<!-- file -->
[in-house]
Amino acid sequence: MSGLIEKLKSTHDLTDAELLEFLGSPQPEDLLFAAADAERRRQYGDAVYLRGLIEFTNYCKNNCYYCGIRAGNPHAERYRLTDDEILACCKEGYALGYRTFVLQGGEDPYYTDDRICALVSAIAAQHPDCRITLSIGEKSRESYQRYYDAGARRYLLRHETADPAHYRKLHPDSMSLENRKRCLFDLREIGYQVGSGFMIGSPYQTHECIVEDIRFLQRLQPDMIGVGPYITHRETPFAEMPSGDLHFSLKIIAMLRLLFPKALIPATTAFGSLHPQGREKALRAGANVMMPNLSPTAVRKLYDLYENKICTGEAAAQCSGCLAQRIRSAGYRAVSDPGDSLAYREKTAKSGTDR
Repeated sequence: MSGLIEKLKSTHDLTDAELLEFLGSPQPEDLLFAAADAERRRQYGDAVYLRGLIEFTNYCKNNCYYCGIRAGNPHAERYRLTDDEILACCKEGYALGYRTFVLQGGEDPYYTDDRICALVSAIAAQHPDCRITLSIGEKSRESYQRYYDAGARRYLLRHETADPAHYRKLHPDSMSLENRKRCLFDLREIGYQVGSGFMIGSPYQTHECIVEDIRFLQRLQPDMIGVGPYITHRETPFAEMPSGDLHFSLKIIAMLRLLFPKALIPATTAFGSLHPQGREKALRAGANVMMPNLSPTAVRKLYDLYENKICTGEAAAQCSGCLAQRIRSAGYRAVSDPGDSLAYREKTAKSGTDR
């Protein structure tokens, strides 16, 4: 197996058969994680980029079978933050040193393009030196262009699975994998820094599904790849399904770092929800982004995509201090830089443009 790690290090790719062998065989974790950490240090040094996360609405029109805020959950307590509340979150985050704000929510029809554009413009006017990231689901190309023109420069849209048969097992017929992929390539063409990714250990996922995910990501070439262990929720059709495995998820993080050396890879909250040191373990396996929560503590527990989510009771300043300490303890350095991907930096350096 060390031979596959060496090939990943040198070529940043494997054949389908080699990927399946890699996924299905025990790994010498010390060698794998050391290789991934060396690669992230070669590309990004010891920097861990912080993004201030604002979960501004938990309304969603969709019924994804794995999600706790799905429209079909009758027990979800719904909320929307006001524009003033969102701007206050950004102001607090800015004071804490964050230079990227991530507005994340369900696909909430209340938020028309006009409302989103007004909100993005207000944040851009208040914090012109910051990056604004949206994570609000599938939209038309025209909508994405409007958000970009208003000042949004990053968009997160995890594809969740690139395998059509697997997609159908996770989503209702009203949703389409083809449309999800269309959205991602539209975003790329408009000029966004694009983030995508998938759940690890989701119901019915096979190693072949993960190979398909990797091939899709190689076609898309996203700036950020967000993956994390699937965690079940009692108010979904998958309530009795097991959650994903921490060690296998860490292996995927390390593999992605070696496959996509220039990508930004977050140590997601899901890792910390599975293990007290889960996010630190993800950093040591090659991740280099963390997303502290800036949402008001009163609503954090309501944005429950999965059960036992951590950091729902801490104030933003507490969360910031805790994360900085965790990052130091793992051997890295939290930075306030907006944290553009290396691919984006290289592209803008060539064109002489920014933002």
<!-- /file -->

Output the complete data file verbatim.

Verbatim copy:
[in-house]
Amino acid sequence: MSGLIEKLKSTHDLTDAELLEFLGSPQPEDLLFAAADAERRRQYGDAVYLRGLIEFTNYCKNNCYYCGIRAGNPHAERYRLTDDEILACCKEGYALGYRTFVLQGGEDPYYTDDRICALVSAIAAQHPDCRITLSIGEKSRESYQRYYDAGARRYLLRHETADPAHYRKLHPDSMSLENRKRCLFDLREIGYQVGSGFMIGSPYQTHECIVEDIRFLQRLQPDMIGVGPYITHRETPFAEMPSGDLHFSLKIIAMLRLLFPKALIPATTAFGSLHPQGREKALRAGANVMMPNLSPTAVRKLYDLYENKICTGEAAAQCSGCLAQRIRSAGYRAVSDPGDSLAYREKTAKSGTDR
Repeated sequence: MSGLIEKLKSTHDLTDAELLEFLGSPQPEDLLFAAADAERRRQYGDAVYLRGLIEFTNYCKNNCYYCGIRAGNPHAERYRLTDDEILACCKEGYALGYRTFVLQGGEDPYYTDDRICALVSAIAAQHPDCRITLSIGEKSRESYQRYYDAGARRYLLRHETADPAHYRKLHPDSMSLENRKRCLFDLREIGYQVGSGFMIGSPYQTHECIVEDIRFLQRLQPDMIGVGPYITHRETPFAEMPSGDLHFSLKIIAMLRLLFPKALIPATTAFGSLHPQGREKALRAGANVMMPNLSPTAVRKLYDLYENKICTGEAAAQCSGCLAQRIRSAGYRAVSDPGDSLAYREKTAKSGTDR
């Protein structure tokens, strides 16, 4: 197996058969994680980029079978933050040193393009030196262009699975994998820094599904790849399904770092929800982004995509201090830089443009 790690290090790719062998065989974790950490240090040094996360609405029109805020959950307590509340979150985050704000929510029809554009413009006017990231689901190309023109420069849209048969097992017929992929390539063409990714250990996922995910990501070439262990929720059709495995998820993080050396890879909250040191373990396996929560503590527990989510009771300043300490303890350095991907930096350096 060390031979596959060496090939990943040198070529940043494997054949389908080699990927399946890699996924299905025990790994010498010390060698794998050391290789991934060396690669992230070669590309990004010891920097861990912080993004201030604002979960501004938990309304969603969709019924994804794995999600706790799905429209079909009758027990979800719904909320929307006001524009003033969102701007206050950004102001607090800015004071804490964050230079990227991530507005994340369900696909909430209340938020028309006009409302989103007004909100993005207000944040851009208040914090012109910051990056604004949206994570609000599938939209038309025209909508994405409007958000970009208003000042949004990053968009997160995890594809969740690139395998059509697997997609159908996770989503209702009203949703389409083809449309999800269309959205991602539209975003790329408009000029966004694009983030995508998938759940690890989701119901019915096979190693072949993960190979398909990797091939899709190689076609898309996203700036950020967000993956994390699937965690079940009692108010979904998958309530009795097991959650994903921490060690296998860490292996995927390390593999992605070696496959996509220039990508930004977050140590997601899901890792910390599975293990007290889960996010630190993800950093040591090659991740280099963390997303502290800036949402008001009163609503954090309501944005429950999965059960036992951590950091729902801490104030933003507490969360910031805790994360900085965790990052130091793992051997890295939290930075306030907006944290553009290396691919984006290289592209803008060539064109002489920014933002």